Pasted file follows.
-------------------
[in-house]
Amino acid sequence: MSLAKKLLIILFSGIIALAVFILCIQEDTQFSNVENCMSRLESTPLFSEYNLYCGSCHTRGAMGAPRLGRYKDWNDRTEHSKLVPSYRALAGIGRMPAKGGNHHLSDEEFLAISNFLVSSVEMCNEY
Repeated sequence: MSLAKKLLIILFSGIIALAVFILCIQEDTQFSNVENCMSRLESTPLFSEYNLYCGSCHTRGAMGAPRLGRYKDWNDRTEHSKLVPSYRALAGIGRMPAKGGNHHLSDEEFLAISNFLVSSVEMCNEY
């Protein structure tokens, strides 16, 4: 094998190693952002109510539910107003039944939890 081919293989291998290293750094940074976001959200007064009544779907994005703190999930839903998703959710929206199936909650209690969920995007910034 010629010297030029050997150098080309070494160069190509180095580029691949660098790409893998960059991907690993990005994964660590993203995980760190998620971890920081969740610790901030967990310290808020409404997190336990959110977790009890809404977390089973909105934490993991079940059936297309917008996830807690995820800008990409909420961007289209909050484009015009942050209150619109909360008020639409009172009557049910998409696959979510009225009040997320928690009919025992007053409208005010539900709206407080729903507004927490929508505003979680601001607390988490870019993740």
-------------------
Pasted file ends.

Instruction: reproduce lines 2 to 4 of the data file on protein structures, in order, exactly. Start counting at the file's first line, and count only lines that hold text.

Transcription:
Amino acid sequence: MSLAKKLLIILFSGIIALAVFILCIQEDTQFSNVENCMSRLESTPLFSEYNLYCGSCHTRGAMGAPRLGRYKDWNDRTEHSKLVPSYRALAGIGRMPAKGGNHHLSDEEFLAISNFLVSSVEMCNEY
Repeated sequence: MSLAKKLLIILFSGIIALAVFILCIQEDTQFSNVENCMSRLESTPLFSEYNLYCGSCHTRGAMGAPRLGRYKDWNDRTEHSKLVPSYRALAGIGRMPAKGGNHHLSDEEFLAISNFLVSSVEMCNEY
């Protein structure tokens, strides 16, 4: 094998190693952002109510539910107003039944939890 081919293989291998290293750094940074976001959200007064009544779907994005703190999930839903998703959710929206199936909650209690969920995007910034 010629010297030029050997150098080309070494160069190509180095580029691949660098790409893998960059991907690993990005994964660590993203995980760190998620971890920081969740610790901030967990310290808020409404997190336990959110977790009890809404977390089973909105934490993991079940059936297309917008996830807690995820800008990409909420961007289209909050484009015009942050209150619109909360008020639409009172009557049910998409696959979510009225009040997320928690009919025992007053409208005010539900709206407080729903507004927490929508505003979680601001607390988490870019993740």